When the U.S. Government announced bailouts for the nation’s banks many of us were stuck wondering things like:
- Why didn’t the airlines get a bailout?
- Are the auto-makers going to get a bailout, too?
- Why did only the large banks get a bailout?
- Why are are bailing the banks out? Doesn’t that just reinforce bad behavior?
- Why is the money of the tax-paying public being given to private banks?
- Will we ever see any of this money again?
Good questions, all, but the answer to one question may be the most foreboding.
The feds are apparently feigning concern over just handing out money to private banks, and are now backing a plan to use the remaining bailout money to buy up huge swaths of shares of the banks.
The argument as reported by MSNBC is that “Converting those loans to common shares would turn the federal aid into available capital for a bank — and give the government a large ownership stake in return.”
Excuse me? First, we’re talking about how to use the rest of the bailout money, not the money that’s already been spent via low-interest loans to these failing banks.
Just how would converting these loans into common shares help the bank out? While it’s possible that the banks hold some common stock, it’s more likely that the stock they hold is “treasury stock,” or stock that has been withheld by the company to prevent a potentially single investor from holding a majority share of the stock, and thereby having the ability to exercise control over the organization.
If it is treasury stock that the banks could be selling then, yes, this would give them an immediate infusion of cash – but since that cash will be used to pay back the loans plus interest, the net will be negative (as all interest-based loans are). But it will keep the bank from having to scrounge up revenues that could go to building the business from stagnating to pay back Uncle Sam. However, this will come at a HUGE cost to the bank. They will loose their treasury stock and likely control over the bank.
While it is possible, though unlikely, that these banks hold large amounts of common stock (the stock that you can buy using AmeriTrade, Charles Schwabb, E*Trade, or your preferred broker), it’s more likely that Uncle Sam will buy this common stock on the open market.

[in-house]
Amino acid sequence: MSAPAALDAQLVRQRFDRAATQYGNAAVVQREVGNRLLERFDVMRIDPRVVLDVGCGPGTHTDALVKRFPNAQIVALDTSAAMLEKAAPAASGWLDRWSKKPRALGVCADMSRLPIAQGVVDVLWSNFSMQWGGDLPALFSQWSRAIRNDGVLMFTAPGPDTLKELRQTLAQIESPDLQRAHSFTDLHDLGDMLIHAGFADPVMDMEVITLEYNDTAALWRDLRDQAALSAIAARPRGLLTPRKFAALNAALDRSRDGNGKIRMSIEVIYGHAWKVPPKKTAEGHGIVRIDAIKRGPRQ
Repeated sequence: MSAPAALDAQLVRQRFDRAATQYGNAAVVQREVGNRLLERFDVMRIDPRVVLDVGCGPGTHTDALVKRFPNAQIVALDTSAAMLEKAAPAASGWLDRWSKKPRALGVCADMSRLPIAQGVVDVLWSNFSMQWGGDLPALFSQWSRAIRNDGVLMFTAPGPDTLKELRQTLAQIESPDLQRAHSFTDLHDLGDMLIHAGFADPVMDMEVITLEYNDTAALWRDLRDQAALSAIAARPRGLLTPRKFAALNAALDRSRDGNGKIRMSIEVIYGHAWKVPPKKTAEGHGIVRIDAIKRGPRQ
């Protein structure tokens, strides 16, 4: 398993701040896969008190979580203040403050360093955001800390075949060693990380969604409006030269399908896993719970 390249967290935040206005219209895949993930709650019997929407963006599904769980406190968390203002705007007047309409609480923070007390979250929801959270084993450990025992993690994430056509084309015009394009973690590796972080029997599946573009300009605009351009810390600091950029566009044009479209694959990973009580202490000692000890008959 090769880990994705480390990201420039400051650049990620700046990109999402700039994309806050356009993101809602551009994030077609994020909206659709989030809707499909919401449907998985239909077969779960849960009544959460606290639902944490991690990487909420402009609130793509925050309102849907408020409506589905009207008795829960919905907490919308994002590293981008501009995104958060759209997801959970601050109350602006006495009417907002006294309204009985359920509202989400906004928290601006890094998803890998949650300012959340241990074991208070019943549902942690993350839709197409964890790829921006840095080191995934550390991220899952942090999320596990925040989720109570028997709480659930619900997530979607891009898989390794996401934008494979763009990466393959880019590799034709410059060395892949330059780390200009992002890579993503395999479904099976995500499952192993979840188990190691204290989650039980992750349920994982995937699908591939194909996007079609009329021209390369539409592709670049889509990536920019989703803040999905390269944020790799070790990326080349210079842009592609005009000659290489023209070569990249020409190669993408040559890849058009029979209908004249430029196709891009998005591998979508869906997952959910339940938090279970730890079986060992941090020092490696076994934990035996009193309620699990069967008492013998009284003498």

Buying common stock on the open market will drive up demand and could help boost the 401(k)’s of Americans who have diversified into these banks (only to have their funds frozen due to Black Tuesday restrictions by Retirement Fund custodians like Principal). It will also help foreign governments and foreign banks that have previously invested in U.S. banks.
Buying common stock won’t help the bank unless the bank holds its own common stock.
The bank already made their money on common stock when it went public during its Initial Public Offering (IPO).
A thinly veiled attempt
Buying bank stock is nothing more than a thinly veiled attempt at nationalizing or federalizing the largest U.S. banks, and by extension, the U.S. banking system.
By nationalizing the banks, instead of corrupt bankers running the banking system, we’ll have corrupt politicians running the banking system – or, rather, the people that corrupt politicians appoint to sit on the boards and oversight committees will be running the banking system.
These will be the same people that run the VA hospitals, the bankrupt Social Security Administration, the bankrupt U.S. Postal Service, the COMEX that can’t see price manipulation right under their noses, and, well, politicians in general.
Private shareholders will be powerless because the 800-pound gorilla will sit on every board of directors representing Uncle Sam’s interest as the majority shareholder under the guise of representing the will of the public.
A parallel in Venezuela?
Hugo Chávez, Presidential Dictator of Venezuela recently did the same thing in his country.
As soon as he assumed office in 1999 he had the current Constitution thrown out and a new one ratified which gave him more time in office, greater Presidential Powers, and even renamed the country (from “Venezuela” to “República Bolivariana de Venezuela”).
He nationalized the oil companies by military occupation of refineries, without compensation to the private owners (aka “theft by government order and military action”).
Once the people of Venezuela caught on to his plan they tried to throw him out – three times. Wikipedia details these:
Chávez survived the 2002 Venezuelan coup d’état attempt which briefly removed him from power.
A few months after the coup, on December 2, 2002, the Chávez presidency faced a two-month strike organized by management at the national oil company, Petlóleos de Venezuela S. A. (PDVSA) for the purpose of forcing Chávez out of office.
A further attempt to remove Chávez from office, the Venezuelan recall referendum, 2004, also failed.
But Chávez wasn’t satisfied with his power, so he began pushing for more Constitutional changes. He called for an end to presidential term limits (to set the stage for him becoming dictator for life). He proposed limiting central bank autonomy, or “nationalizing the banking system,” strengthening expropriation powers, and providing for public (aka “government”) control over international reserves.
Wait, “strengthening expropriation powers?” What does that mean?
Expropriation is the confiscation of private property with the stated purpose of establishing social equality. It’s a politically motivated and forceful redistribution of private property, taking wealth from the rich and giving it to the poor, or “spreading the wealth.”
Unlike eminent domain, expropriation takes place beyond legal systems and refers to socially-motivated confiscations of any property.
51% of the people voted down Chávez attempted power grab. A very narrow escape.
Does any of this sound familiar?
- “When you spread the wealth around it’s good for everybody”
- “A government-sponsored aggregator bank will buy up toxic assets”